Firing a salesperson is never an easy decision, especially if it is someone you have close ties with. Whether the decision is based on performance, cutbacks, or other issues, it…
Firing a salesperson is never an easy decision, especially if it is someone you have close ties with. Whether the decision is based on performance, cutbacks, or other issues, it is part of your role as a sales manager or leader to let people go.
Even if an employee has poor habits, fails to improve performance, learns from mistakes, or even breaks defined sales rules, it’s still not a task anyone looks forward to doing. But it has to be done.
At the end of the day, you always have to do what is best for business. This includes letting go of people who consistently do not meet the standards of the role. Failure to let them go will not only allow issues to continue; it can affect performance and the morale of your entire team.
Here is some advice to help you make effective and efficient firing decisions:
Once you have made the decision to remove a salesperson from your team, it is best to do it immediately. Consult with your human resources department to get all the necessary paperwork in order. Break the news to the employee as soon as you have everything in order.
Avoid firing an employee over the phone, via email, or text. Ideally, you should plan to meet with the employee first thing in the morning, early in the workweek. Collect your notes, supporting documentation, and know what you want to say. Keep things short and to the point, but be willing to answer the employee’s questions if they have any.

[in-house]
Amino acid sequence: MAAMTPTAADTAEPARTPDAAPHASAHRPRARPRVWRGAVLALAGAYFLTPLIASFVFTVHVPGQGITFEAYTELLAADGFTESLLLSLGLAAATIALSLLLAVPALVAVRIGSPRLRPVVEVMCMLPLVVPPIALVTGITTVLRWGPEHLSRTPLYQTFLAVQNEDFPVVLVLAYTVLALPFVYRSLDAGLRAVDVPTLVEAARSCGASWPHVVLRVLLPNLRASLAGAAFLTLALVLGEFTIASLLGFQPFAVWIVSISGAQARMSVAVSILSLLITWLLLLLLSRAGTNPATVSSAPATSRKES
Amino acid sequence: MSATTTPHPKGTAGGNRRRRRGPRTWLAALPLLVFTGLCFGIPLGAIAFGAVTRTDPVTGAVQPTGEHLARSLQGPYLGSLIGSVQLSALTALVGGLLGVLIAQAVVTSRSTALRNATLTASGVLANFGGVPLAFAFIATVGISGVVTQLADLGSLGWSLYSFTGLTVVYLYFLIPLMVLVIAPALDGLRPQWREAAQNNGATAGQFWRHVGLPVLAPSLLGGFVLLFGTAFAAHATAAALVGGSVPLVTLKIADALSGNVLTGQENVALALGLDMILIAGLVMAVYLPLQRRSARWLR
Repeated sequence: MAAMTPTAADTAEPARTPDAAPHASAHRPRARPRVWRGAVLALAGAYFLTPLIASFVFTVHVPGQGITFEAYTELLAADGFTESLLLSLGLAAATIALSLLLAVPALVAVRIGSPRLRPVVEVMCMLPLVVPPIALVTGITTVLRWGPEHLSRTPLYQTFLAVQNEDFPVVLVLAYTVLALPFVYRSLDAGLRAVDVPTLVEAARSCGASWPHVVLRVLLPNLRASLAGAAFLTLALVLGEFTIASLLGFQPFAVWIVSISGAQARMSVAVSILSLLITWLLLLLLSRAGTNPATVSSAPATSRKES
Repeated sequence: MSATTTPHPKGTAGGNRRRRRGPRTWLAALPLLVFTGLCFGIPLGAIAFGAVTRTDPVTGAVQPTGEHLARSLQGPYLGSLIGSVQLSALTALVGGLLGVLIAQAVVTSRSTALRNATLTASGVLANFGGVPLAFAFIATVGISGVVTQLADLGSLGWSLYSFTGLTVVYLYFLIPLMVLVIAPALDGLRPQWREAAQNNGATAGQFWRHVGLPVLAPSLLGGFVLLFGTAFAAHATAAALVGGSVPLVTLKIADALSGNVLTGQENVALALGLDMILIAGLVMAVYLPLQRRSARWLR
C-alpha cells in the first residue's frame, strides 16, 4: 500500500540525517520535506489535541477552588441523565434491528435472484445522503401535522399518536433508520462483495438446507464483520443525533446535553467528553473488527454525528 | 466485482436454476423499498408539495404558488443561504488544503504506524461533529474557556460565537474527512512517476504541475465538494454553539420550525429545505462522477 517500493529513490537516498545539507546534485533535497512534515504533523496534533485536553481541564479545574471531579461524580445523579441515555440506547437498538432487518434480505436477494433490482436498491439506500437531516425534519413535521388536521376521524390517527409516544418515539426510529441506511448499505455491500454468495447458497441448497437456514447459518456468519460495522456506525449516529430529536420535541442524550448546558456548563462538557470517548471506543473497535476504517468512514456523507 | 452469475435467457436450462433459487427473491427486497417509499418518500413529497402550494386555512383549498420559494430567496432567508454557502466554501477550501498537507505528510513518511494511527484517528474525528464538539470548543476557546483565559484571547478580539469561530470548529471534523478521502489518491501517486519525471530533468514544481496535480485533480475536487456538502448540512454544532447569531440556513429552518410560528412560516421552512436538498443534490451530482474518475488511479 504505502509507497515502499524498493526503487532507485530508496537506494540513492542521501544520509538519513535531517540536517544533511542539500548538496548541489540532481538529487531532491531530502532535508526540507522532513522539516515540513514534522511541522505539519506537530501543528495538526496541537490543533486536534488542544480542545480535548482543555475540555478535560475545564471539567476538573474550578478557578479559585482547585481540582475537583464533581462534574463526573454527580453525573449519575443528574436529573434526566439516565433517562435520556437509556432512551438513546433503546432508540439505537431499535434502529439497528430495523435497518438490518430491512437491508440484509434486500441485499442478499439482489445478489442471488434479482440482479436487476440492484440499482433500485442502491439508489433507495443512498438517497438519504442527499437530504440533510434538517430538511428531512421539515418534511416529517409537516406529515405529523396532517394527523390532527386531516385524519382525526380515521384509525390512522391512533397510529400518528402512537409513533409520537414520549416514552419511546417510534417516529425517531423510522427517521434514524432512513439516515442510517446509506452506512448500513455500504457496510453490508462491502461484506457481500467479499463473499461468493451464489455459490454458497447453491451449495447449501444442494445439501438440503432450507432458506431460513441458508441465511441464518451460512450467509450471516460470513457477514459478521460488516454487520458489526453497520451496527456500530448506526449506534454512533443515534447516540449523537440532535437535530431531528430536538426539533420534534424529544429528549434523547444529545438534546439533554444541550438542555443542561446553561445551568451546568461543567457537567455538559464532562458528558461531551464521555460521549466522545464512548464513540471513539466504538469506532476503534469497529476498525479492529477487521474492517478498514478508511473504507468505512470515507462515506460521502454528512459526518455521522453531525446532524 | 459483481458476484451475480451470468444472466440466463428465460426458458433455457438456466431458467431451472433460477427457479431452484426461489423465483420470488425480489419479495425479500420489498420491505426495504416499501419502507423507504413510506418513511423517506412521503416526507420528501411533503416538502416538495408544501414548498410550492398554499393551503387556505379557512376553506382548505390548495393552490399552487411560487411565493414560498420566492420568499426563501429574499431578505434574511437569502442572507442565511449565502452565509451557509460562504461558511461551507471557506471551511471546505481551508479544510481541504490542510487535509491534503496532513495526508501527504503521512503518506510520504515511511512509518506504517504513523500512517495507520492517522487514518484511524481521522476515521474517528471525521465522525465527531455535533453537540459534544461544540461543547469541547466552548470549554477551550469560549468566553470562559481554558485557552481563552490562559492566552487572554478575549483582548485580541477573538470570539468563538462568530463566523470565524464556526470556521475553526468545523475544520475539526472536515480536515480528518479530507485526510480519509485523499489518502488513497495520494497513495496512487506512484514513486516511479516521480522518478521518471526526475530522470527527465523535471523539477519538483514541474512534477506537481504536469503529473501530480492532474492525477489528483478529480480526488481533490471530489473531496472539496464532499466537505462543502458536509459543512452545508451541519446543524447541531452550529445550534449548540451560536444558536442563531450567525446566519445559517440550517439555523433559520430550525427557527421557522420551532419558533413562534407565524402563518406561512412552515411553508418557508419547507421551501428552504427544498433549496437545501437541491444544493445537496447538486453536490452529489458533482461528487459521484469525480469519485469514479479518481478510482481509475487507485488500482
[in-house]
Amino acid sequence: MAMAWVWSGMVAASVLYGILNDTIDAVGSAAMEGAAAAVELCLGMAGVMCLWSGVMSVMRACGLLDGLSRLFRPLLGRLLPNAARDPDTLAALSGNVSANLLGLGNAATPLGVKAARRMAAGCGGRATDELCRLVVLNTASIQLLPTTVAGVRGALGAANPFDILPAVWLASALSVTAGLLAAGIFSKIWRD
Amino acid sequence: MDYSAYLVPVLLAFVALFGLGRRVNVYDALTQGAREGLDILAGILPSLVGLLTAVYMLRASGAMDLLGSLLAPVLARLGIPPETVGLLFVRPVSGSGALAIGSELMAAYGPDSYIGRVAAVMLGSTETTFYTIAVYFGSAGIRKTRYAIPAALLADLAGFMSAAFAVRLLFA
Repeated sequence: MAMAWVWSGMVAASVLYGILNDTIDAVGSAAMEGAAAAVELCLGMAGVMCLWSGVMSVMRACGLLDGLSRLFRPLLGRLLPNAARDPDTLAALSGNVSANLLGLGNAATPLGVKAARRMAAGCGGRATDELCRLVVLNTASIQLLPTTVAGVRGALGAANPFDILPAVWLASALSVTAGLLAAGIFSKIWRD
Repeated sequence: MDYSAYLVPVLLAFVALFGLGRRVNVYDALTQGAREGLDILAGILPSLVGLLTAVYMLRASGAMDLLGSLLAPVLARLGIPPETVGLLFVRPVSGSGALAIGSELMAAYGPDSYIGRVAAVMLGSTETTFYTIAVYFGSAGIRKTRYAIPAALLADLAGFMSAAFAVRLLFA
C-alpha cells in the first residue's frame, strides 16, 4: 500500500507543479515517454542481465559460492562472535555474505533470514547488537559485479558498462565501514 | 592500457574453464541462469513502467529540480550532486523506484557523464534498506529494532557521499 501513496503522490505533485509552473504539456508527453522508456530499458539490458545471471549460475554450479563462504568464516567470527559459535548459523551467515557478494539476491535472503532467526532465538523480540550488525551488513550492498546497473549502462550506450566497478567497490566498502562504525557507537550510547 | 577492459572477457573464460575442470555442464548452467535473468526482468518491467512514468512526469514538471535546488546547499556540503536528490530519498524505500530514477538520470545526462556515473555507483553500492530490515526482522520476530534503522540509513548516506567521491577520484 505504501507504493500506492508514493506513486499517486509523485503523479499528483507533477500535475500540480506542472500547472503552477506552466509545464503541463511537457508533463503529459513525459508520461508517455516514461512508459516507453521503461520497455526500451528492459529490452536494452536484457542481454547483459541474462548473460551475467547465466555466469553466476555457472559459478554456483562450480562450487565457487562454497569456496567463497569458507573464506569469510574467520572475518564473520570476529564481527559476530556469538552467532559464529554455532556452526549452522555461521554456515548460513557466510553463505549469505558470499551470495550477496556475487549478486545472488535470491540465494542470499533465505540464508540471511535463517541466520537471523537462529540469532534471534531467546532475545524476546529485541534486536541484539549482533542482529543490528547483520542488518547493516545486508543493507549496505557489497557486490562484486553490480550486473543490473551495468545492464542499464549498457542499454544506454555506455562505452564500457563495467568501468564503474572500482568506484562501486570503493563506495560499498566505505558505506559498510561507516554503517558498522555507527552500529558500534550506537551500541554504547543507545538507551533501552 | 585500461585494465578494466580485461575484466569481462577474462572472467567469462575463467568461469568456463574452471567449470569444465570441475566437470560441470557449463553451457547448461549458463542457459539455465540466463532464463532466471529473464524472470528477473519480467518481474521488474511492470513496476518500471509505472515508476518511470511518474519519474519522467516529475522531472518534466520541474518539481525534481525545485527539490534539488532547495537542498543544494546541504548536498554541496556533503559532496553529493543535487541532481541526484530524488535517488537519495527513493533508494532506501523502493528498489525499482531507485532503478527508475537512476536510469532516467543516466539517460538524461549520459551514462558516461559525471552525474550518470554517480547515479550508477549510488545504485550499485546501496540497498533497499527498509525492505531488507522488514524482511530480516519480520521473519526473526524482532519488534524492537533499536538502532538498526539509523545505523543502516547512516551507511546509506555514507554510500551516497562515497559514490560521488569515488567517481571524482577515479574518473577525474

Always have another person in the room with you. Ideally, you will have someone from HR or another sales manager or executive accompanying you.
People will talk. You can limit the amount of gossip and misinformation by announcing the termination to your team. You can explain your decision, but do not go into great detail or share personal information about the exiting employee. Use this time to reassure your team and reiterate the overall objectives and goals of the team.
Depending on the type of sales and how close the terminated employee was with your customers, you may need to inform them of the change. Make a list of the customers, vendors, and business partners who should know. It is always a good idea to provide as few details as possible. Explain the salesperson is no longer with the company and who will be taking over their account. If a replacement is not already hired, explain that a manager or other salesperson is their temporary point of contact.
Firing is never easy, but you can minimize issues or complications by being straightforward and direct. Use the above tips to fire a salesperson and have minimal impact on operations.
Rhys is a tenacious, top performing Senior Sales Recruiter with 15+ years of focused experience in the Digital Media, Mobile, Software, Technology and B2B verticals. He has a successful track record of headhunting top performing sales candidates for some of the most exciting brands in North America. He is a Certified Recruitment Specialist (CRS) and has expert experience in prospecting new business, client retention/renewals and managing top performing sales and recruitment teams. Rhys enjoys spending quality time with his wife, son, and daughters, BBQing on a hot summer day and tropical vacations.